Within a few weeks, European citizens will vote to elect the next European Parliament. By voting for the various political groups, they will also have an additional power: they will determine who will be the next president of the European Commission. This is possible thanks to the Spitzenkandidaten mechanism, introduced by the 2014 European elections in order to increase democracy in the European Union.
We have already interviewed several European candidates for our “Road to the European Elections” project. Now it is time for one of the most important Spitzenkandidaten and one of the main European leaders of these elections: Manfred Weber of the European People’s Party.
Mr. Weber is a German politician, member of the CSU and leader of the EPP. In September 2018 he declared his intention to run for the Commission’s presidency and he was elected Spitzenkandidat in November 2018.
Which political strategy is EPP going to use to succeed in these elections? In which way is EPP going to mobilize new voters in the political debate?
At the European elections in May people will decide about the future of this continent. It means we are going back to the people. Too often people feel their voice is not heard. I want to change that. This is why I started a listening tour across Europe to hear from people, about their hopes, concerns and aspirations. Europe is a political project, it is a human project, it should be driven by the people, not the bureaucrats. That is why the democratisation of Europe is so crucial. I want to show Europeans that they can make a difference at the European elections.
If you are nominated President of the Commission, do you plan to continue on the path taken by your predecessor to tackle the problems of the Union? What changes would you like to see in this respect?
In the past years, we have been in crisis management mode from the financial crisis to the migration one. We have managed these crises and overcome many challenges. We have created thirteen million new jobs and we have also reached a growth rate of about 2% in the past decade. We have cut illegal arrivals by 85% since the peak of the crisis in 2015. Now we need to open a new chapter for Europe. Where we have a positive outlook and an ambitious program to make Europe stronger with concrete ideas. For example, if I become Commission President I will launch a master plan to fight cancer. 40% of Europeans is confronted with cancer in their lives. And I believe Europe should and can do more. We have to show people that Europe can really make the world a better place.
What do you think about the problem of migrants that the Union is facing? Which do you think would be the best way to handle the problem?
The migration question is the number one priority in Europe today. Illegal migration has to be stopped. We must secure our common EU borders and know who is entering our continent. At the same time, it is our duty to help people who are really in need. We are in favour of a Marshall Plan for Africa. If we don’t create successful development in Africa we should not be surprised people leave their homes their to find a better future. In my view each member state must do its part. Italy, Greece, and Spain cannot be left alone in this. That’s why it is extremely disappointing that the Dublin reform is still blocked in the Council. In my view no country can say that they don’t care.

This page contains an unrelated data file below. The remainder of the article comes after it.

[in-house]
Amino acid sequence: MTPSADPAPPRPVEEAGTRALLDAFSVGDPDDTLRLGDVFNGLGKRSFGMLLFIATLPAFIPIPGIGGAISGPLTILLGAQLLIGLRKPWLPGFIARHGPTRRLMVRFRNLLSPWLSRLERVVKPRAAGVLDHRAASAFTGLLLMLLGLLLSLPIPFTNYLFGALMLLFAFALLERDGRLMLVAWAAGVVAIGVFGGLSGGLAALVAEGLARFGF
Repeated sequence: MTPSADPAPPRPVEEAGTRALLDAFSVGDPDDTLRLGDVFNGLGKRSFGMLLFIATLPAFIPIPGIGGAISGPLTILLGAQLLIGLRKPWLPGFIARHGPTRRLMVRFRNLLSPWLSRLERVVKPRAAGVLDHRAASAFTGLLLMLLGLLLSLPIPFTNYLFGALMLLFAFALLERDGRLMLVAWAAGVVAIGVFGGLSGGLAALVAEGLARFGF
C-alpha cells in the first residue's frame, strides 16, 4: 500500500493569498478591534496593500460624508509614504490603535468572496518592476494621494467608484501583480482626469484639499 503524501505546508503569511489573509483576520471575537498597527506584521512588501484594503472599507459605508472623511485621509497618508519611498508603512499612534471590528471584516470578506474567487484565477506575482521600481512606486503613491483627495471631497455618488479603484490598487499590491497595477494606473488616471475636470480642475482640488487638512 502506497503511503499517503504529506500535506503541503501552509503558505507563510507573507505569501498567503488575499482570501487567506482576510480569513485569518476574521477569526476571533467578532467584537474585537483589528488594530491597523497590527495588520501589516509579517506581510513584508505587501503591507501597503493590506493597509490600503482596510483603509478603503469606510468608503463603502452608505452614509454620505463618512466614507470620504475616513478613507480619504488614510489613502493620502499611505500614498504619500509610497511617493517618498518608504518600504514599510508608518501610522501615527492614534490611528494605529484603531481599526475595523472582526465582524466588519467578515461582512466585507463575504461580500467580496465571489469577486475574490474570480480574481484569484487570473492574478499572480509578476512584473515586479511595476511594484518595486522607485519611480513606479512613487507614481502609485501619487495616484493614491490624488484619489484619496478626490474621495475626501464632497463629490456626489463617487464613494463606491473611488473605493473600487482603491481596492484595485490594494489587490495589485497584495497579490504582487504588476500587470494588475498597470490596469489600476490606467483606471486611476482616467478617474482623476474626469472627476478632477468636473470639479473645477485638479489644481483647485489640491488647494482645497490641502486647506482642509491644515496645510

One of the main debates that is stirring up the entire Union is the “internal fight” in the EPP regarding the Fidesz party and its leader Orbán. In the aftermath of the EPP Summit of the 20th March, how do you think the situation will develop?
On the 20th March, the EPP members voted to suspend the membership of Fidesz without further notice. This was a necessary decision as our values are not negotiable. They have now lost their voting rights and Viktor Orbán is no longer invited to the EPP meetings. Now an evaluation committee has been set up and will decide on the position of Fidesz in the EPP, based on concrete progress on our concerns.
Talking about European economy and finance. Which reforms are you going to propose in sectors such as Eurozone governance and budgetary rules? On which kind of strategy and priorities should the next Multiannual Financial Framework be based?
Europe is a continent of opportunities for our talents and businesses. All Europeans deserve a chance to find a job and to build a future for their families at home. We can create jobs and bring a new momentum to Europe’s economy by investing in the great European potential through a strategy based on four pillars: trade, infrastructure, innovation and our social market economy.
What does the EPP think about the divergence of views among Mrs. Kramp-Karrenbauer and Mr. Macron regarding the future of the Union? Which side is the EPP taking?
First of all it is important that political leaders in Europe start taking the debate about the future of Europe seriously. People have to see what our positions are. After that I believe it is important, we should be ready for compromise. That is what distinguishes us from the nationalists and egoists, that we are ready to find solutions for the people Europe.
Which is the future of the Union in your view? Do you believe that the future of the Union is within a Multispeed-Europe or within a EU+27?
To me, there is no Europe of the North, South, East and West. There are no good or bad Europeans, there are only Europeans. In some parts of Europe, people feel as though they are second-class citizens. Living conditions, social standards and job opportunities still vary greatly across EU member states. My Europe is a place where we never give up on creating good living conditions for everyone. My aim is to be a bridge-builder for Europe and keep it united. This is the only way forward.